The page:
Keeping Our Traditions for the Health and Wellbeing of Future Selkirk First Nation Generations: “What do we do at the fish camp when there are no fish?”

(July 2015-March 2016)

 

 

WHAT WAS THE PROJECT ABOUT AND WHO WAS INVOLVED?

Over recent years, the rapid change in climate has brought forth a number of challenges for Selkirk First Nation (SFN) people and the land that is relied on for traditional living. Shifting landscapes and animal behaviours alter the way people have traditionally traveled upon and used their land. Managing the river systems and accessing the bounty of the lakes must now be done with extra caution. Bear safety is a great concern as they have recently been roaming closer to the community in search of food. The decline of salmon in particular has been a threat for several years, and this year most fish camps remained empty until later in the season due to a ban on fishing salmon. The fish camp is at the heart of traditional knowledge exchange between Elders and youth and so its importance is paramount. These concerns are what prompted the research question for this project:

“What will we do at the fish camp if there are no fish?”

Many northern communities consider traditional practices as a pathway to mental health and wellness for First Nation youth. This project has built off of previous SFN projects funded by Health Canada and has deepened our understandings of how traditional ecosystems, knowledge and practices, particularly as they relate to fish camp, are being impacted by climate change. The main focus of this project in relation to previously completed works was to find ways of keeping traditional Tutchone knowledge, practices and culture while adapting to the threat of climate change. 

This project was a joint partnership between Selkirk First Nation and the Arctic Institute of Community-Based Research (AICBR) and employed a mixed-methods approach of community-based participatory research and Indigenous methodologies; this meant that the community was intimately involved in every stage of project development from planning the research questions, implementing research activities and analyzing and approving the data. The researchers from AICBR worked closely with the Advisory Committee on ensuring all activities were designed with community needs in mind and were carried out in the most ethical and culturally appropriate manner; this ensured relevancy of findings and community ownership over the research process. The Advisory Committee consisted of community members, Elders and representatives from SFN Lands and Resources and SFN Health and Social. The Eliza Van Bibber (EVB) School, Pelly Crossing and Bringing Youth Towards Equality (BYTE) youth facilitators from Whitehorse, collaborated with youth activities.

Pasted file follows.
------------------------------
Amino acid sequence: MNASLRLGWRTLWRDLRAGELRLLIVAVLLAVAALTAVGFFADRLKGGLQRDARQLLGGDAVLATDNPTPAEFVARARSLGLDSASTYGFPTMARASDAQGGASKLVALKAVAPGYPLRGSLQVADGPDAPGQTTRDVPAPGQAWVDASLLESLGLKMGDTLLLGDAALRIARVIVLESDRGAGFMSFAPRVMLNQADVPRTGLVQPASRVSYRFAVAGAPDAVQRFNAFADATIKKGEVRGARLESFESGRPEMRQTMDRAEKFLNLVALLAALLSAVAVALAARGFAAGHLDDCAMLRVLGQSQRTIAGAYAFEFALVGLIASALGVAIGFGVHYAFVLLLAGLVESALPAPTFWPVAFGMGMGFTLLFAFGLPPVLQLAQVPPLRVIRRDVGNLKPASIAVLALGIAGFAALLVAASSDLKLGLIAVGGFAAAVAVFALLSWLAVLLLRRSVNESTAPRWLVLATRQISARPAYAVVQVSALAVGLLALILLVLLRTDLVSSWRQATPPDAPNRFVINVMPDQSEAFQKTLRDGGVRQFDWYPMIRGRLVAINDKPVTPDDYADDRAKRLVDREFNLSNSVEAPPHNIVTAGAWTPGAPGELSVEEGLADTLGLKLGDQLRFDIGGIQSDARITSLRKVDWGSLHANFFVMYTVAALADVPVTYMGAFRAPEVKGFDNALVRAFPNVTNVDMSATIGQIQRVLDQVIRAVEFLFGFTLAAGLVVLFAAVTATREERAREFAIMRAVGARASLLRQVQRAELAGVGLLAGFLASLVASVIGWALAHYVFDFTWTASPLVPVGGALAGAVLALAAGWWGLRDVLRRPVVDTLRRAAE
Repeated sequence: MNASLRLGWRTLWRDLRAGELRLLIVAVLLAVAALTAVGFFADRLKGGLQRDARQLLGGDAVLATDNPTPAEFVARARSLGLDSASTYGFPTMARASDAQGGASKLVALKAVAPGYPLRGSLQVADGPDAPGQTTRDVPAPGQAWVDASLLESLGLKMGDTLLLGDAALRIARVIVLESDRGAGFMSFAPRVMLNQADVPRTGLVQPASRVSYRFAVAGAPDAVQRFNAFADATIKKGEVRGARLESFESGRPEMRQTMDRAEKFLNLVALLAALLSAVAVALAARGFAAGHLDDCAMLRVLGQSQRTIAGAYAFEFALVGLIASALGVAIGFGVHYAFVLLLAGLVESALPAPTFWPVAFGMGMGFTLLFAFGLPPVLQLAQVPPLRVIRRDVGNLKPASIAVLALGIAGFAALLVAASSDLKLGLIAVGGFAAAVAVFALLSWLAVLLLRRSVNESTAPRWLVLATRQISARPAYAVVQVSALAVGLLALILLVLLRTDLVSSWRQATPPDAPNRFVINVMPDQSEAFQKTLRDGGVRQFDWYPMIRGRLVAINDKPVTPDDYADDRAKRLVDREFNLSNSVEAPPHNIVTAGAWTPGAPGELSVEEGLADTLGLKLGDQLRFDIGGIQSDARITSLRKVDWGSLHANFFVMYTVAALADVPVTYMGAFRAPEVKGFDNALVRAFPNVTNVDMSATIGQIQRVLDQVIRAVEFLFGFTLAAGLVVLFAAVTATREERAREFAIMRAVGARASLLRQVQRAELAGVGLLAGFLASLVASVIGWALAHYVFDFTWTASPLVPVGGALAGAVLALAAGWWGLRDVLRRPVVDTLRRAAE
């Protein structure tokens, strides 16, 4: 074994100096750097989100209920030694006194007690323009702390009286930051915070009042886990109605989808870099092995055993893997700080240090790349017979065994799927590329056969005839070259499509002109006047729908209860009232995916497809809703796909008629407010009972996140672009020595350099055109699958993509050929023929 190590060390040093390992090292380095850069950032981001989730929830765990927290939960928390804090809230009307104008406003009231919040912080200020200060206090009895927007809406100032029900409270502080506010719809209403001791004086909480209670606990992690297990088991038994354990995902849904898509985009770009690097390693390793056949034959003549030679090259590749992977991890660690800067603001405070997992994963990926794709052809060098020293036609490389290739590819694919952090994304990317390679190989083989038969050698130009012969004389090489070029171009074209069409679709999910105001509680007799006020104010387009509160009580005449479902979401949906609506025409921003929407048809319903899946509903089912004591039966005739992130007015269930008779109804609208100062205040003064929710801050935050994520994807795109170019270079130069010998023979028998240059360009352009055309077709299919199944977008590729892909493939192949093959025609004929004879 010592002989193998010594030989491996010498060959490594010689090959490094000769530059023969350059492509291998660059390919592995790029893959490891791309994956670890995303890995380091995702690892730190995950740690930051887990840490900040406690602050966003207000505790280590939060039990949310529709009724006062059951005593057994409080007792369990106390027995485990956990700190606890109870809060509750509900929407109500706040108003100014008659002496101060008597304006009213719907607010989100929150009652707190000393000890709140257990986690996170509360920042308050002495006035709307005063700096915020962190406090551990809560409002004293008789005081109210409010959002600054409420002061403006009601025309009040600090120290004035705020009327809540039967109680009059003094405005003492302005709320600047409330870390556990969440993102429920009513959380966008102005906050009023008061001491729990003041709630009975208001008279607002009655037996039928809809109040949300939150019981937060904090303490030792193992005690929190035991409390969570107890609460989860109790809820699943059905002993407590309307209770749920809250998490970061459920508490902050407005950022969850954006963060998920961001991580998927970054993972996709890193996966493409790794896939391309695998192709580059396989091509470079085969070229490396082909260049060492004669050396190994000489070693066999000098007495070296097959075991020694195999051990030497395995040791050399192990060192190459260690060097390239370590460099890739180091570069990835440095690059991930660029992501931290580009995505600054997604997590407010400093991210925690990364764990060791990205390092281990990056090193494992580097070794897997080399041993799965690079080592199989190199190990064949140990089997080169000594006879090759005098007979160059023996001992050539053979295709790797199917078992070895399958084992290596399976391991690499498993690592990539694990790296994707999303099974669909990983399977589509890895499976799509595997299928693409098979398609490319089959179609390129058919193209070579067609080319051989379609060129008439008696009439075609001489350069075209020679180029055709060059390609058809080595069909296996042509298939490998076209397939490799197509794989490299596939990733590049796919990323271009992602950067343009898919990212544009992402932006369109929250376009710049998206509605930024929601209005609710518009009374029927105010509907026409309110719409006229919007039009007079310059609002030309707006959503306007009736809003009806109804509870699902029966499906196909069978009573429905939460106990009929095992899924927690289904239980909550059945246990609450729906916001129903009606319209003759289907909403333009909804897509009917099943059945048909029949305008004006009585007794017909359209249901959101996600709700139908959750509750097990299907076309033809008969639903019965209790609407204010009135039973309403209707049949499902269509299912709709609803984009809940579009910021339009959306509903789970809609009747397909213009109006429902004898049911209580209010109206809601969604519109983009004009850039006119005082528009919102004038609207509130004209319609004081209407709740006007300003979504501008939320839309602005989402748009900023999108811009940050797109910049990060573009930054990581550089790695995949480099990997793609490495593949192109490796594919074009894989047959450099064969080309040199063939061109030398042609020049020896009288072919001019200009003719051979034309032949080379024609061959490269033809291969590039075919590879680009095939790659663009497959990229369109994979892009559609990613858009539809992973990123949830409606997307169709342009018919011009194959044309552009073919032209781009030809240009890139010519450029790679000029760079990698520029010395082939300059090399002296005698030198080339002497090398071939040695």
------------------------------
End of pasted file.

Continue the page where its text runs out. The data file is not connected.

GOALS AND OBJECTIVES

The goal of this project was to seek community strategies for keeping Selkirk First Nation traditions and practices while adapting to climate change. The strategies that were developed were built upon the priorities of the First Nation to revitalize their connection to the land and traditions for the benefit of the community and youth.

Short-term objectives:

  • Engage community members to collectively address issues of climate change
  • To build capacity for youth in understanding climate change and conducting research
  • To build relationships and cohesion between community members centered on sharing ideas and spending time together
  • Presentation of youth perspectives on mental wellness through photographs
  • To compile community strategies on “what to do at the fish camp when there are no fish”
  • Community adaptation plan for climate change and the role of fish camps in youth mental health
  • Understanding climate change and health from a regional, Northern perspective

Long-term objectives:

  • This project will help to raise the voice of the Selkirk people on issues of health and climate change while protecting traditional lifestyles
  • To support youth leadership on issues relating to climate change and youth mental health

 

WHO FUNDEd the project?

This project was made possible by the generous funding from Health Canada’s Climate Change and Health Adaptation Program for Northern First Nations and Inuit Communities.

 

 

 

 

 

Main deliverables

All the contents of the Keeping Our Traditions project are owned by Selkirk First Nation; the dissemination and sharing of the deliverables by AICBR has been approved by the Selkirk First Nations government.

  • A literature review on climate change and mental health of Indigenous youth in Northern Canada
  • Interviews and focus groups with Elders, community members and youth at fish camps and in the community of Pelly Crossing
  • Community engagement throughout
  • Youth engagement and training/workshops (related to photography, running a winter fish camp, on-the-land workshops/training on climate change, mental health and wellness, community-based research processes, life skills and communication, and traditional practices of Selkirk people)
  • Community presentation and feast
  • Reports and videos:

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Photo Gallery

Pictures taken by youth and research team, namely Marilyn Van Bibber, Norma Kassi, Colton Blackjack, Daniel Tuck, Kylie Williams, Tamara Silas, Dylan Alfred, Cameron Silas, and Lois Joe.